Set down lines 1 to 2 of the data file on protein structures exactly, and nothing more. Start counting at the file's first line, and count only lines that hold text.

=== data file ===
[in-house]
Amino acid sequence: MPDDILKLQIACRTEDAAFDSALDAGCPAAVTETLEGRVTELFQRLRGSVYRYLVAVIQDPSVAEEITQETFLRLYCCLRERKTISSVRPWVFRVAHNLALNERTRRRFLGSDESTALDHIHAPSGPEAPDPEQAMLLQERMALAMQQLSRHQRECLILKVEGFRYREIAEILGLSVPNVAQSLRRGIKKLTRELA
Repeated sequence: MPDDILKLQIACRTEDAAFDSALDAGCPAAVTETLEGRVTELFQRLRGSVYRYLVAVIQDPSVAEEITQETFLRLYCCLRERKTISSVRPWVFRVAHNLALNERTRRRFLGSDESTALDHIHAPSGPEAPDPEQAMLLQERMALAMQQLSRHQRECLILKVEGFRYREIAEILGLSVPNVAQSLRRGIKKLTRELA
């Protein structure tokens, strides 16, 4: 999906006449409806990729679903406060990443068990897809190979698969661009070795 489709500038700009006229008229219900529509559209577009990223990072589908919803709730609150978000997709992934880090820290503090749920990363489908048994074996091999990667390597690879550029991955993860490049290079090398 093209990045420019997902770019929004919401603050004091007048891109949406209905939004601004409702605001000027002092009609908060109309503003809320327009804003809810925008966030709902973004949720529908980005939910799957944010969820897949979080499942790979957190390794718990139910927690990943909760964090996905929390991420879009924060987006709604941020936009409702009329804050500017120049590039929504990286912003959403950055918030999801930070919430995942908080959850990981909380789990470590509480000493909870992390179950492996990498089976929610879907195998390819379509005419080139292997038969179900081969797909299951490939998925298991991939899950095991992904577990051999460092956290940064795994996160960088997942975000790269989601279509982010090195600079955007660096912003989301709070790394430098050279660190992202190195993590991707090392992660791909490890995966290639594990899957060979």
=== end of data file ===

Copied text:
[in-house]
Amino acid sequence: MPDDILKLQIACRTEDAAFDSALDAGCPAAVTETLEGRVTELFQRLRGSVYRYLVAVIQDPSVAEEITQETFLRLYCCLRERKTISSVRPWVFRVAHNLALNERTRRRFLGSDESTALDHIHAPSGPEAPDPEQAMLLQERMALAMQQLSRHQRECLILKVEGFRYREIAEILGLSVPNVAQSLRRGIKKLTRELA